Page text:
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ERIC Number: EJ817671
Record Type: Journal
Publication Date: 2008-Nov
Pages: 3
Abstractor: As Provided
Reference Count: 0
ISSN: ISSN-1366-7289
Form-Meaning Mappings in the Aspectual Domain: What about the L1? A Response to Bruhn de Garavito and Valenzuela
Montrul, Silvina
Bilingualism: Language and Cognition, v11 n3 p337-339 Nov 2008
Any person who has taught Spanish as a second language or who has interacted with a non-native speaker of Spanish can easily tell that mastering the correct use of the copulas "ser" and "estar" is very difficult in both spoken and written production. But L2 learners are not alone. The Spanish copulas also present difficulty and frustration for L2 instructors of Spanish, since most pedagogical explanations of the uses of "ser" and "estar" provided in textbooks are incomplete and inaccurate. However, the acquisition of copular constructions has not received the attention it deserves in the acquisition literature, making a special issue of "Bilingualism: Language and Cognition" dedicated to this topic particularly welcome. A reason for the scarcity of research in this area may be related to both the linguistic complexity of Spanish "ser" and "estar" and the inadequacy of many available theoretical treatments to explain their complementary distribution. Although constructions with "ser" and "estar" are highly frequent in the input, they are grammatically quite intricate, straddling between the levels of morphology, syntax, semantics and pragmatics. Accordingly, Bruhn de Garavito and Valenzuela correctly frame their study within the current debate on interface vulnerability in language development in general, and in adult L2 acquisition in particular (Sorace, 2004; White, in press). In a nutshell, grammatical areas which require the integration of different levels of linguistic knowledge (e.g., syntax-discourse, syntax-morphology, morphology-semantics, etc.) for processing, production, or interpretation, show developmental delays and instability in monolingual and bilingual acquisition. In the case of monolingual acquisition, instability or non-target-like behavior is temporary, but in L2 grammars, instability can persist up to very advanced levels of proficiency, eventually leading to fossilization.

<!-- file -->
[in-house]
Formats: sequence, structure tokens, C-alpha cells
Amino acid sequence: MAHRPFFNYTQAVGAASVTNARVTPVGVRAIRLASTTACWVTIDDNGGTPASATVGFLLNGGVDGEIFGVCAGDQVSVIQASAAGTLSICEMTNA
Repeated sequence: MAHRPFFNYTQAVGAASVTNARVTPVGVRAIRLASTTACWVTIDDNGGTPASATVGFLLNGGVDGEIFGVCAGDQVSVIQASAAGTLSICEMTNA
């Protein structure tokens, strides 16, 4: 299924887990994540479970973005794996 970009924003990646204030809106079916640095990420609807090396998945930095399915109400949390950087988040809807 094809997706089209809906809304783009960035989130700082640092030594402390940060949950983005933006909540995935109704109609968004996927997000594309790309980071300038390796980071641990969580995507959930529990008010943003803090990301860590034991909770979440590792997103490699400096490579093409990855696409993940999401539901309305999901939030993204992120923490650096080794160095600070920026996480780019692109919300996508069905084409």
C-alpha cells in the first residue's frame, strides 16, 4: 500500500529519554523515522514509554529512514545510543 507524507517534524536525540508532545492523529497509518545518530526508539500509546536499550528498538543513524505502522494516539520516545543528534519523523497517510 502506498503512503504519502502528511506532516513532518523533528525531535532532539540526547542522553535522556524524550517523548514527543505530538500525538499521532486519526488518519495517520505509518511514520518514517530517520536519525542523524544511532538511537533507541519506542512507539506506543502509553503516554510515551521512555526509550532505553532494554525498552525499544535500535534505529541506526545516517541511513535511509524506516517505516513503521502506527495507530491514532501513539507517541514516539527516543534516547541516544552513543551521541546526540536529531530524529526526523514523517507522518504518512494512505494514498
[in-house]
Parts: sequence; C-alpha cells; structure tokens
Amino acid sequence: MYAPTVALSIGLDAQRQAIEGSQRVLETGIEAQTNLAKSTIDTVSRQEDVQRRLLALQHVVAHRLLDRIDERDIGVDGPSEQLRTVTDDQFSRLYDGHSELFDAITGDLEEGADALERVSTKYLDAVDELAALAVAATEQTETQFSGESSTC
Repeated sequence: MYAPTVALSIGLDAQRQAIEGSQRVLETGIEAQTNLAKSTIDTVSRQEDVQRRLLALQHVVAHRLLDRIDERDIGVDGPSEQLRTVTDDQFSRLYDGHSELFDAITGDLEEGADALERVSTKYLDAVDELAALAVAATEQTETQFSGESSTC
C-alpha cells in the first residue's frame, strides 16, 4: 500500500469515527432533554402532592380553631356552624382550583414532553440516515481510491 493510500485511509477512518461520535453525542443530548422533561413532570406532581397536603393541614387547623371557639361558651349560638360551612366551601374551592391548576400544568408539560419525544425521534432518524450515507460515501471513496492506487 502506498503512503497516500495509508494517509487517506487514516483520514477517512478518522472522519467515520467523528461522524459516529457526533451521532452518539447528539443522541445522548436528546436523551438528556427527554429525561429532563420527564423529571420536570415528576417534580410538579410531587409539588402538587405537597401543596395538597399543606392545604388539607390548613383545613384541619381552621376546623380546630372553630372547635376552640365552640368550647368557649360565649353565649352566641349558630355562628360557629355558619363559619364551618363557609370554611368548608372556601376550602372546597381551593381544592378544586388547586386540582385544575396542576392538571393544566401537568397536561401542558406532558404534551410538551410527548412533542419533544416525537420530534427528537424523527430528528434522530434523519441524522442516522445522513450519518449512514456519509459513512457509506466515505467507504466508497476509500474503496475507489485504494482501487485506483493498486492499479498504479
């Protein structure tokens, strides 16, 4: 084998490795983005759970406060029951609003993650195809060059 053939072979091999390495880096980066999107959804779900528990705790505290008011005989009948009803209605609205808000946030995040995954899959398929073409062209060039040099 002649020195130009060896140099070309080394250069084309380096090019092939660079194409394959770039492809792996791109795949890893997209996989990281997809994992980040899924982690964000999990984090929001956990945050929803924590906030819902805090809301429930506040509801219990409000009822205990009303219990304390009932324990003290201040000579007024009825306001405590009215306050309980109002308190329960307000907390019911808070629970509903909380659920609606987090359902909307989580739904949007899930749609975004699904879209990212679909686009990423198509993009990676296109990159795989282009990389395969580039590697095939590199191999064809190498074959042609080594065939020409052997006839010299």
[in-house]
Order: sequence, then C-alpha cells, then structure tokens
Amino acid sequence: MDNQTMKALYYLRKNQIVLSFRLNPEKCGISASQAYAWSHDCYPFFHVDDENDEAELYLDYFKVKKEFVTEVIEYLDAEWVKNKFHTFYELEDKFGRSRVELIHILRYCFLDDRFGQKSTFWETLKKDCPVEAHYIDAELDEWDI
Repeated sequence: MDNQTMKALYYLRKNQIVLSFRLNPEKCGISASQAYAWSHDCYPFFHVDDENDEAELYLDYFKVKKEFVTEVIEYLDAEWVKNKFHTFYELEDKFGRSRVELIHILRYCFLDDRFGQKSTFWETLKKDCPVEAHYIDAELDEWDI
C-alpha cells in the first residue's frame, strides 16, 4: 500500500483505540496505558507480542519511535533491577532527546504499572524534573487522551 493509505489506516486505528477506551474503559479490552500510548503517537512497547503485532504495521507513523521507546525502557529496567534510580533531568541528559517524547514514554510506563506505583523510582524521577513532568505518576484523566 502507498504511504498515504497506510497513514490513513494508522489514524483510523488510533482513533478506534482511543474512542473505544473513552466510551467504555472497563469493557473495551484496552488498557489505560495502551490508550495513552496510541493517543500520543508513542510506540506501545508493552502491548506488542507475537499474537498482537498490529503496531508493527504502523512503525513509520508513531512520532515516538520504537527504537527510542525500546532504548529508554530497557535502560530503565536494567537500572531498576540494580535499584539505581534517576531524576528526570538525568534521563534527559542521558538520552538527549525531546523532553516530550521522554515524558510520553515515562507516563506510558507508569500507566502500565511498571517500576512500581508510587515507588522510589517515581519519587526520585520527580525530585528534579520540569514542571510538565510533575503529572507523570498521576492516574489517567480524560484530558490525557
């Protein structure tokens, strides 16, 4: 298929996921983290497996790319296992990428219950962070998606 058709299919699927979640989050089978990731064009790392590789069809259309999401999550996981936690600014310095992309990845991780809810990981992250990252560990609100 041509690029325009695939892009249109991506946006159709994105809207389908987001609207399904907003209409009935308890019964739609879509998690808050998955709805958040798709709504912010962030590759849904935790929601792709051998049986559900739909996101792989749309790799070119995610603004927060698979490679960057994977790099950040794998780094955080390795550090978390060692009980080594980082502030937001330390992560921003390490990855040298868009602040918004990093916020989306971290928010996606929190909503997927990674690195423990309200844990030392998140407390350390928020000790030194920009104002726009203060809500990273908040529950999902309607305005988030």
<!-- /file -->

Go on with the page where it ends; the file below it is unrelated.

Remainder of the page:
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Publication Type: Journal Articles; Opinion Papers
Education Level: N/A
Audience: N/A
Language: English
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Authoring Institution: N/A